In the present study, a high-fat-diet (HFD) combined with a one-time injection of streptozotocin was adopted, so as to establish a T2DM mouse model to evaluate the effects of different exercises on OB differentiation, osteogenic capacity and bone tissue microstructure. The results reveal that downhill running activated the Wnt3a/β-catenin pathway in the bones of T2DM mice to promote OB differentiation and bone formation capacity, promote bone formation metabolism in type 2 diabetic mice, and improve the microstructure of the bone tissue, with the effect being better than swimming.

Materials and methods

Animals

Forty four-week-old C57BL/6 mice were provided by B&K Laboratory Animal Company (Shanghai, China). The mice were housed under standard conditions and the room was maintained on a cycle of 12 h light and 12 h darkness, at a temperature of 25  ±  3 °C and with free access to food and water. All animal experiments were approved by the Ethics Committee on Animal Use of Yangzhou University.

Establishment of the T2DM model

All animals were adaptively fed for 1 week and then randomly divided into a normal group (ZC, n  =  10) and a T2DM model (n  =  30). The T2DM model mice were fed a high-fat diet (31.7% lard, 25.8% casein 30 mesh, 16.3% maltodextrin 10, 9% sucrose, 6.5% cellulose BW200, 3.4% soybean oil, 2.3% potassium citrate, 1% H2O, 1.6% mineral mix S10026, 1.4% dicalcium phosphate, 1.3% vitamin mix V10001, 0.8% calcium carbonate, 0.4% L-cystine, and 0.3% choline bitartrate, purchased from Jiangsu Xietong Pharmaceutical Bio-engineering Co., Ltd.) for 6 weeks, and then STZ (80 mg/kg) was injected 12 h after fasting. The normal group mice were injected with a citric acid-sodium citrate solution. The blood glucose concentration of the mice was detected after 12 h of fasting 2 weeks later. The blood glucose concentration was above 8 mmol/L for the T2DM mice [24, 46], and 27 models were successfully established and randomly divided into the T2DM control group (TC, n  =  9), the T2DM swimming group (TS, n  =  9) and the T2DM downhill running group (TD, n  =  9). Normal mice were fed a normal diet, and T2DM mice continued to have a high-fat diet, with both groups drinking water freely.

Training protocol

TS group and TD group mice were subjected to swimming and downhill running, respectively. For the swimming group, the mice were placed in a (42 cm long × 40 cm wide × 36 cm water depth) container, for 50 min/day, 8 weeks in total. The first week was adaptive training, 30 min a day for the first 2 days, 40 min a day for the 3rd and 4th days, then 50 min a day for the 5th and 6th days, while normal training started in the 2nd week. The conditions for downhill running included: 0.8 km/h, 50 min, slope  − 9 degrees, 6 days/week, a total of 8 weeks. The first week was adaptive training, 30 min a day for the first 2 days, 40 min a day for the 3rd and 4th days, then 50 min a day for the 5th and 6th days. Later, normal training started in the 2nd week.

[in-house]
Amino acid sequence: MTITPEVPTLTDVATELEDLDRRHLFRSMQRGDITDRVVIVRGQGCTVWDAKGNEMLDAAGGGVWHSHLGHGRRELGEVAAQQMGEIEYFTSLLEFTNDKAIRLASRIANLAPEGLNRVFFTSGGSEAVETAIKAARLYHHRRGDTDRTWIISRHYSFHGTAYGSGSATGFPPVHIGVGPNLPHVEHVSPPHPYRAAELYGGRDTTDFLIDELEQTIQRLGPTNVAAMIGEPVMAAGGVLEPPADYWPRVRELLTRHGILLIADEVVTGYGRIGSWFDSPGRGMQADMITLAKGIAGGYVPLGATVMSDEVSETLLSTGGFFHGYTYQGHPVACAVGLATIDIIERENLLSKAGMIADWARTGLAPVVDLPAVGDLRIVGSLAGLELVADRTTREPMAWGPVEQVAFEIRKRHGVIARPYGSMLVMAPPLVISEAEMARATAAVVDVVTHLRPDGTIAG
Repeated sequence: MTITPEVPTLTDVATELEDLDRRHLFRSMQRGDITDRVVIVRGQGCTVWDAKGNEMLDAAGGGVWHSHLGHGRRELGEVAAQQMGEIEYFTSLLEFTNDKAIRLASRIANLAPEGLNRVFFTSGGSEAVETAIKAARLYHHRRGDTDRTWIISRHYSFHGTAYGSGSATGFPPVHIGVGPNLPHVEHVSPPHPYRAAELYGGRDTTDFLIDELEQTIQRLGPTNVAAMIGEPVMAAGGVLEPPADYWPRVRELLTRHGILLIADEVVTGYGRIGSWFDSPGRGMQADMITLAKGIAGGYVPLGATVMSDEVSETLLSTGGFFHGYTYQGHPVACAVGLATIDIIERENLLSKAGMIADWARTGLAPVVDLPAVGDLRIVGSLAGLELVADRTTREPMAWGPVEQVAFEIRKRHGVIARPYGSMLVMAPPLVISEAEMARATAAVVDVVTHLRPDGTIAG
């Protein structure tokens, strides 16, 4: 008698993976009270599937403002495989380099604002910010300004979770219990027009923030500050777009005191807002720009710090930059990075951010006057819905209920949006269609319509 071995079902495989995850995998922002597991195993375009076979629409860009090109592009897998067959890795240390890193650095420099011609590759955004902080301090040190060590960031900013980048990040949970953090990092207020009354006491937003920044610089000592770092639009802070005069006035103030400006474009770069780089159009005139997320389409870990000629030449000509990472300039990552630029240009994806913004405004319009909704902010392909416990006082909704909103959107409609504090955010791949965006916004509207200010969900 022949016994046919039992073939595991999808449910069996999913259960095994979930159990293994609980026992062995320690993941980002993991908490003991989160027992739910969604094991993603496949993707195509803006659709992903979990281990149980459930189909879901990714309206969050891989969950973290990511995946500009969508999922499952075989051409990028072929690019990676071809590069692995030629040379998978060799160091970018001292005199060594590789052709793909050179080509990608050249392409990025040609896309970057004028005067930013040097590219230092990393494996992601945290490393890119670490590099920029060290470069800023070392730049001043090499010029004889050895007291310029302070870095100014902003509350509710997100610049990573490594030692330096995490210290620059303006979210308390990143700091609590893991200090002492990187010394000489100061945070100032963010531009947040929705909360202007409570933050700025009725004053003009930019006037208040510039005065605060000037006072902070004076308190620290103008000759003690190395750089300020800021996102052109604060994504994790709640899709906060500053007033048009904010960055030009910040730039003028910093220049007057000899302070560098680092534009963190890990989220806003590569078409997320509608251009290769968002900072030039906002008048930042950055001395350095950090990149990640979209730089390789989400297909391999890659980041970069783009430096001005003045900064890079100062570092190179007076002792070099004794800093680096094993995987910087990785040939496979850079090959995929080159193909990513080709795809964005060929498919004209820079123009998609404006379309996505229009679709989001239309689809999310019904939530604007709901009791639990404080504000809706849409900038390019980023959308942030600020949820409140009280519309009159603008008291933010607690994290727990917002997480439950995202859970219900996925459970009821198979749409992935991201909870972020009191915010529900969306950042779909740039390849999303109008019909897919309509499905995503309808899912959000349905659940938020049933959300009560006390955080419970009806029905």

Body weight

The body weights of each group of mice were weighed using an electronic scale.

Oral glucose tolerance test (OGTT)

After the last exercise intervention in the eighth week, the mice were fasted for 12 h and gavaged 2 g/kg glucose for the OGTT experiment. After gavage at 0, 30, 60, and 120 min, blood glucose was measured through the tail vein, and the area under the curve was calculated. The calculation method of the area under the time of the blood glucose curve was AUC (h mmol L−1) = 1/4 A + 1/2 B + 1/2 C + 1/4 D (A, B, C, and D were the blood glucose values measured after 0, 30, 60 and 120 min of intragastric glucose administration) [28].

Measurement of bone length and wet weight

A Vernier caliper was used to measure the left tibia lengths of the mice in each group. An electronic balance was used to measure the left tibia wet weights of the mice in each group.

Alizarin red staining

After fixing with 4% PFA for 24 h, the left femurs were decalcified in 4% EDTA for 30 days after washing with PBS. Subsequently, alcohol gradient dehydration was conducted and the left femurs were embedded in paraffin, before being sagittally cut into 6 μm sections. After placing on a baking sheet, the slices were dewaxed with xylene, and rehydrated with an alcohol gradient (from a high to a low concentration). The slices were washed in PBS solution and Alizarin red staining was performed for 5 min followed by washing with PBS. Then, dehydration was performedwith an alcohol gradient (a low to a high concentration), xylene I and II for 5 min each, before sealing with neutral gum. Finally, a Leica microscope was used to take photographs.